It started with an accidental image

By Neal Miller | December 21, 2017 | Blog

Someone recently asked me what it was about my job that I got the most satisfaction from. The answer was easy for me. What we are doing can positively impact the lives of patients diagnosed with cancer and it is unfortunately very difficult to find someone that hasn’t been touched by that awful disease.

One of the things we say here at HealthMyne is that every cancer patient’s story starts with an image. My mom’s cancer story started with an image, an accidental one to be precise. Her second, third, fourth, fifth and sixth stories started with images also, but none of those were accidents.

In 1987 my mom was working for the first HMO that was established in Wisconsin. When she started with them they occupied only a single floor of an office building downtown, but they grew quickly. On that day 30 years ago the HMO was having their first mammogram machine installed and they were looking for ‘guinea pigs’ in the office to help them do quality assurance on it. My mom, always wanting to be helpful, raised her hand.

The next day her doctor called her into her office...the image taken on that new piece of technology showed something and they felt they should get a closer look at it. A biopsy was completed and unfortunately our worst fears were realized. She had breast cancer. A radical mastectomy followed and imaging every 3 months started right after her recovery. Three years later, it showed up in the other breast, which meant another mastectomy, but again they felt they had caught it early so they just continued to keep an eye on her. Several years later it showed up in the scar tissue. This time they hit her with everything...radiation and chemotherapy, and continued to keep up with regular imaging after determining that she was free of cancer again.

The images kept showing spots in her lungs, what they called ground glass nodules, but they weren’t changing so the doctors felt they were not anything to worry about. Well, about 15 years ago, one of those nodules changed pretty dramatically and sure enough the biopsy said cancer again. A lobectomy took care of that, and several years later, the same thing in the other upper lobe. Even missing both upper lobes she continued to live life to the fullest, going on cruises, gambling in Vegas and joining us when we traveled to France and Switzerland. She even joined us on our trip to Israel to celebrate my oldest son’s bar mitzvah a little over three years ago.

Unfortunately, just over two years ago mom started to not feel well which eventually led to a blood test that showed her liver function was really bad. A CT showed a mass in her bile duct and large metastases in her liver. The cancer story, that started with that CT, wasn’t going to have a happy ending this time. Her Oncologist, who had been with her for many years had a hard time telling mom what the prognosis was, so mom finally just asked her, “how long do I have?” The answer, “three to six months.” Three weeks later she was gone. Way too fast, but in many ways a blessing as she didn’t suffer much. I miss her terribly to this day and still find myself wanting to call her and tell her something that happened at work or with the kids before I realizing with a jolt that that is impossible now.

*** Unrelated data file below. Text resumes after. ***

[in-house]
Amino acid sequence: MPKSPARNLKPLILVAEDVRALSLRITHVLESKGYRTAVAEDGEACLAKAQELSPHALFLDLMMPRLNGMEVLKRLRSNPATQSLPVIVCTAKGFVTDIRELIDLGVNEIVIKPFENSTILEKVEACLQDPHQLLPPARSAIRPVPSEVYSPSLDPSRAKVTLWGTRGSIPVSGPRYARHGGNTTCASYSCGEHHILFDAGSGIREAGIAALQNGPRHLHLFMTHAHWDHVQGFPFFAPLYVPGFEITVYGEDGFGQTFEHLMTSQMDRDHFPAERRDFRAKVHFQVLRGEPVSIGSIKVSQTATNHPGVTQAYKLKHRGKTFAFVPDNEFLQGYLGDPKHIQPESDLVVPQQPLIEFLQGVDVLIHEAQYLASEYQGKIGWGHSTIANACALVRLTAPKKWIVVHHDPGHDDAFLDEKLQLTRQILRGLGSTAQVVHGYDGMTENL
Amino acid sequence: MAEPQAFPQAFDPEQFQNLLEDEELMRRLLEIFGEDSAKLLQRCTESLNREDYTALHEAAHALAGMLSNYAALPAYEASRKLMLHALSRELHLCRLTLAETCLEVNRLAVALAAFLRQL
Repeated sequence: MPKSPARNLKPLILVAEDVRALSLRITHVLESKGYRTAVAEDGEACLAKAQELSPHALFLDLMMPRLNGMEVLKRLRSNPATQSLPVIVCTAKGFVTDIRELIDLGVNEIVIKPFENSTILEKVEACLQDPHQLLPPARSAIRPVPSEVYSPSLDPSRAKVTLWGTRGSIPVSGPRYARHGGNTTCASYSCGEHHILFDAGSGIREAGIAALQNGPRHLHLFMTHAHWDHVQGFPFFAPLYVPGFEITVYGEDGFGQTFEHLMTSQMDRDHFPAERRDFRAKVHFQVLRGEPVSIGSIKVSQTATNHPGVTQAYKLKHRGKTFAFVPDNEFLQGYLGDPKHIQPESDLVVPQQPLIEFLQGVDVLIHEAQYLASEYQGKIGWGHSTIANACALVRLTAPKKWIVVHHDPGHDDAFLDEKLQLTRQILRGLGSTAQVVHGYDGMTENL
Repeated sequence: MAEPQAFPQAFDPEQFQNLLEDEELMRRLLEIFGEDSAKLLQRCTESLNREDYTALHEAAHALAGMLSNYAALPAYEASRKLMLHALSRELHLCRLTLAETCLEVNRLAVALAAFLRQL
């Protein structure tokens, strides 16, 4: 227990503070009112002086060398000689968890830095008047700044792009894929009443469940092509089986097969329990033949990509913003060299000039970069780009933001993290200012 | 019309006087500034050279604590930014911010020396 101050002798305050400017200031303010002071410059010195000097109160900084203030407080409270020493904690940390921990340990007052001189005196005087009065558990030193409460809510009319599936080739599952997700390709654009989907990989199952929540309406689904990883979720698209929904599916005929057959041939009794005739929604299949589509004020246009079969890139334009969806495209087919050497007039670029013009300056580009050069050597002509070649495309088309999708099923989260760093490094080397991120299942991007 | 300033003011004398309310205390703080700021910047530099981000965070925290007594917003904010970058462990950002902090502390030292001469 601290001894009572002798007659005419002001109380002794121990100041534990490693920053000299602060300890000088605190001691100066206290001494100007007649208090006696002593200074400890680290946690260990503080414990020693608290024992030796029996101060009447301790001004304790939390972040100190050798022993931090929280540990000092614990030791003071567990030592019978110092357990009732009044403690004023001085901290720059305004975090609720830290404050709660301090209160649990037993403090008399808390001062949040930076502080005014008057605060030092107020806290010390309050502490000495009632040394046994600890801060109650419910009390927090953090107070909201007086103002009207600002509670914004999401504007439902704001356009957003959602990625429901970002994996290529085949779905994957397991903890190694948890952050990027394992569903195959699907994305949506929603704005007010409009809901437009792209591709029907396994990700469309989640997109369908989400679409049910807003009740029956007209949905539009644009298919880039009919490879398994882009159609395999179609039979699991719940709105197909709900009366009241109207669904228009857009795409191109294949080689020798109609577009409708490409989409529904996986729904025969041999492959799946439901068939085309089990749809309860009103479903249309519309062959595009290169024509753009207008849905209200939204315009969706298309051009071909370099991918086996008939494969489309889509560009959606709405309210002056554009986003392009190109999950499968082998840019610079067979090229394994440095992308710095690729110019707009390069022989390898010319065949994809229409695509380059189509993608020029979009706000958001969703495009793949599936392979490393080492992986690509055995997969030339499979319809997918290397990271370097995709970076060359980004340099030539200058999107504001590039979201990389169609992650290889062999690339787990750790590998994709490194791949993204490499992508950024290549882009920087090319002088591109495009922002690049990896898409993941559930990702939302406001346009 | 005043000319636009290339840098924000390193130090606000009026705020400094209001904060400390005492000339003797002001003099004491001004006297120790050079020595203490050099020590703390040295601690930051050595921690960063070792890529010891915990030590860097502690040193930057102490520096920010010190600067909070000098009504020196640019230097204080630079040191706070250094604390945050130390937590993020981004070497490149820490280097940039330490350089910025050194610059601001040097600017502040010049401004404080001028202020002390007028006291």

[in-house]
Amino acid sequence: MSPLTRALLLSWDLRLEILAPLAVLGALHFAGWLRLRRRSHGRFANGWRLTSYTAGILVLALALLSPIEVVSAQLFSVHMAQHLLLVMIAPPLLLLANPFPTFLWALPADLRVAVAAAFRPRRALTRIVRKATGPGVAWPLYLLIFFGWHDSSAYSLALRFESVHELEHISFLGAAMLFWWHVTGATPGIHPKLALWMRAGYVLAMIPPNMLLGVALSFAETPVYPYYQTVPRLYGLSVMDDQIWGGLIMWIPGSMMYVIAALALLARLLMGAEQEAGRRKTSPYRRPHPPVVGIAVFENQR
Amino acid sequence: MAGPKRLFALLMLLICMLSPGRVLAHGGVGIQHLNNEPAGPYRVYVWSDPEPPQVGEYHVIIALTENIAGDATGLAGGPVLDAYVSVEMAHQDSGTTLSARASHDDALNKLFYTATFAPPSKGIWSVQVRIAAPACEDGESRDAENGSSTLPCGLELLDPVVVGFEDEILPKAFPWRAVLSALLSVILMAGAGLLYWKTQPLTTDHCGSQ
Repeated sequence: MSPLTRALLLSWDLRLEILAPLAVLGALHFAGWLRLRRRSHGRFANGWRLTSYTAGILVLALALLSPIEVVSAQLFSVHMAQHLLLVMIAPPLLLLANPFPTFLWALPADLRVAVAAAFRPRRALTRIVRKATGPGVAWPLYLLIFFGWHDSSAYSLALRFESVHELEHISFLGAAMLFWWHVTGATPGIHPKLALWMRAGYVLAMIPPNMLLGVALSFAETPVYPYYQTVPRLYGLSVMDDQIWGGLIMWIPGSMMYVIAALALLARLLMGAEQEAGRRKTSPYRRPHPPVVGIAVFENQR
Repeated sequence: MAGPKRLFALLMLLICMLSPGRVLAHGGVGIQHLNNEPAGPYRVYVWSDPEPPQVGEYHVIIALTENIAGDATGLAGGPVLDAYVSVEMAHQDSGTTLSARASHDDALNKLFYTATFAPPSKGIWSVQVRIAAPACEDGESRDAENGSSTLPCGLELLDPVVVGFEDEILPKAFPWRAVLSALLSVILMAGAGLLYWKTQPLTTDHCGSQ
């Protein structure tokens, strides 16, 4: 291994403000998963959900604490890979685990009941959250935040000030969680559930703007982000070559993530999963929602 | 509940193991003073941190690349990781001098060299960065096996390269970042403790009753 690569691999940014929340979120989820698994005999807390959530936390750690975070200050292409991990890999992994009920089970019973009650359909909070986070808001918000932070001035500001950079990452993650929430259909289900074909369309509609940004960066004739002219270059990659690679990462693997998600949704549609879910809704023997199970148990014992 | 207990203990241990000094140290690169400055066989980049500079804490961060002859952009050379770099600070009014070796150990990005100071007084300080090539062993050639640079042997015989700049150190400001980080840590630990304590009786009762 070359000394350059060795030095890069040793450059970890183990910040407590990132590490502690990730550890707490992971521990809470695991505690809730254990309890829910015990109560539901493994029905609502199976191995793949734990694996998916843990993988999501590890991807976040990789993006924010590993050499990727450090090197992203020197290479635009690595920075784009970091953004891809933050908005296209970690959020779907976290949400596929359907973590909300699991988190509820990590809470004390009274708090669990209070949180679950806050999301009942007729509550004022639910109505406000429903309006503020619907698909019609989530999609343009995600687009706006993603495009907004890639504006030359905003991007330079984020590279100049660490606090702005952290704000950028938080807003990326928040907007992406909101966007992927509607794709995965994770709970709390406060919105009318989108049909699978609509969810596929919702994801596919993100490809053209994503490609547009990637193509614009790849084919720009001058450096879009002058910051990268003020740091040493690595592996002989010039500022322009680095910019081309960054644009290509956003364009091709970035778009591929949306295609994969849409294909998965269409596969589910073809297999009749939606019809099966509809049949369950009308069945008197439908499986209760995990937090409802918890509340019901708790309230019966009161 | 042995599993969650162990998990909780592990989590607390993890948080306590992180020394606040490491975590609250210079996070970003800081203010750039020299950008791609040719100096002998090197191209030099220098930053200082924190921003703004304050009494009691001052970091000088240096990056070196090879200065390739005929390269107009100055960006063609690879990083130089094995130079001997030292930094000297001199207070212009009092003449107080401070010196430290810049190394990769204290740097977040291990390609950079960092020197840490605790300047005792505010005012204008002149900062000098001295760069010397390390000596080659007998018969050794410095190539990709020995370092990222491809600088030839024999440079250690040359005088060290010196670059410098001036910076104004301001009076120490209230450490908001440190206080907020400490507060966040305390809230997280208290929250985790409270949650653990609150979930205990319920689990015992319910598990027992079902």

That accidental image that started her cancer story 30 years ago was due to new technology at the clinic where she worked and also received her primary medical care. Her cancer story eventually had an unhappy ending, but the story lasted almost 30 years. 30 years we had with her because of that mammogram.

I have been lucky that for a good portion of my working years I have had the honor of helping develop and market new technologies that are designed to make a difference for those fighting cancer. This is why I am proud to be part of the team at HealthMyne. Our software platform will help radiologists, oncologists, pulmonologists and other clinicians who diagnose and treat patients with this horrible disease do their jobs more efficiently and with more consistency. Patients can get diagnosed faster and get on treatment faster. Studies show that is the key to higher survival rates. If we can just do that, we will make a difference in so many people’s lives.

We can do so much more though, and this is what excites me more than anything about the future of this company, the people I work with, and the technology we are developing. In the coming years, our platform will make it possible to diagnose whether a lesion is cancerous or not, tell you what kind of cancer it is, determine prognosis, and even what drug will work best...all from the image itself. It’s a science called radiomics and we are poised to be the first to put it into the workflow of clinicians. Imagine the time, money, and pain and suffering that will be saved or eliminated by not requiring invasive biopsies. How much faster will patients be able to start treatment? How many lives might be saved?

New technology kept my mom with us for 30 years that we might not have had. She got to see my sister and I graduate college and see me get married. She was able to know and spend time with her three grandchildren. She traveled and saw much of the world. I can’t help wondering if her story would have been different or would continue to be written today if the technology we are developing at HealthMyne existed. It’s impossible to say, but I look forward to the day when I hear someone tell a cancer story with a happy ending because their story started with an image that was read using our software.

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